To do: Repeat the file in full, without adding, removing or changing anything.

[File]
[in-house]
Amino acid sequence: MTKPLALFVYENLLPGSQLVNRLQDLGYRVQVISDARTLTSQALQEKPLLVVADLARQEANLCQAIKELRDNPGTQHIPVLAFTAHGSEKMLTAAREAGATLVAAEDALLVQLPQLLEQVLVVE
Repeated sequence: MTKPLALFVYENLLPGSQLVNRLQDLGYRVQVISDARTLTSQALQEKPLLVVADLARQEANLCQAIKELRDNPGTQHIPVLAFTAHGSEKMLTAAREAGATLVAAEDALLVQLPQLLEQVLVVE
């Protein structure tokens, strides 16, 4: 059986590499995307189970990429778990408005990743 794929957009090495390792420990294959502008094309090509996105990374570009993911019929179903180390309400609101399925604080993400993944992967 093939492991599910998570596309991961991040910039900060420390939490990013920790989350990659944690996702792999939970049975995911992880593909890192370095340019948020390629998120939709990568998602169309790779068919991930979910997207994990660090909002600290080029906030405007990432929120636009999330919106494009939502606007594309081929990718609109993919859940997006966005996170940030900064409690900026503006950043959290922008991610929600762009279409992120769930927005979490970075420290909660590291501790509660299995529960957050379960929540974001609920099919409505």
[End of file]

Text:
[in-house]
Amino acid sequence: MTKPLALFVYENLLPGSQLVNRLQDLGYRVQVISDARTLTSQALQEKPLLVVADLARQEANLCQAIKELRDNPGTQHIPVLAFTAHGSEKMLTAAREAGATLVAAEDALLVQLPQLLEQVLVVE
Repeated sequence: MTKPLALFVYENLLPGSQLVNRLQDLGYRVQVISDARTLTSQALQEKPLLVVADLARQEANLCQAIKELRDNPGTQHIPVLAFTAHGSEKMLTAAREAGATLVAAEDALLVQLPQLLEQVLVVE
């Protein structure tokens, strides 16, 4: 059986590499995307189970990429778990408005990743 794929957009090495390792420990294959502008094309090509996105990374570009993911019929179903180390309400609101399925604080993400993944992967 093939492991599910998570596309991961991040910039900060420390939490990013920790989350990659944690996702792999939970049975995911992880593909890192370095340019948020390629998120939709990568998602169309790779068919991930979910997207994990660090909002600290080029906030405007990432929120636009999330919106494009939502606007594309081929990718609109993919859940997006966005996170940030900064409690900026503006950043959290922008991610929600762009279409992120769930927005979490970075420290909660590291501790509660299995529960957050379960929540974001609920099919409505």